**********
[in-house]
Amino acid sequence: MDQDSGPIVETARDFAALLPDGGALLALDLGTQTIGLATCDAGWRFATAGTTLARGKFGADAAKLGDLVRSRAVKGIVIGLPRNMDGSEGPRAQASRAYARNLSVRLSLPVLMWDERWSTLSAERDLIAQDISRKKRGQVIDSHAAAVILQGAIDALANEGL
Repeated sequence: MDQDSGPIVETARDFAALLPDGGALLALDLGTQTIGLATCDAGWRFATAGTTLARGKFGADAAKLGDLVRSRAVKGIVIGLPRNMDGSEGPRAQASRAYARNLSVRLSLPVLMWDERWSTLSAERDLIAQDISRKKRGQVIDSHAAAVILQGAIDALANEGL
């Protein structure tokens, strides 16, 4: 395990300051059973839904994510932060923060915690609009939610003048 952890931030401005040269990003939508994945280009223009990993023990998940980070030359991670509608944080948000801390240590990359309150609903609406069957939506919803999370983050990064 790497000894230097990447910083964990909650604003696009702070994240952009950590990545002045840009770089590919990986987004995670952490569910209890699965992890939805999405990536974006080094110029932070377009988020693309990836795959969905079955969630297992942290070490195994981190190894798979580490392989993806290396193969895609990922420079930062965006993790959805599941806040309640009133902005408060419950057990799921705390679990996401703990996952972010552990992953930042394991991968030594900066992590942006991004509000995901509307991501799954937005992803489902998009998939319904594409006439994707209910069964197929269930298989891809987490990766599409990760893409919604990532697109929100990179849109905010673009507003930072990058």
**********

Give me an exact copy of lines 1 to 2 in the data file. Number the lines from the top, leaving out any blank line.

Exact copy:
[in-house]
Amino acid sequence: MDQDSGPIVETARDFAALLPDGGALLALDLGTQTIGLATCDAGWRFATAGTTLARGKFGADAAKLGDLVRSRAVKGIVIGLPRNMDGSEGPRAQASRAYARNLSVRLSLPVLMWDERWSTLSAERDLIAQDISRKKRGQVIDSHAAAVILQGAIDALANEGL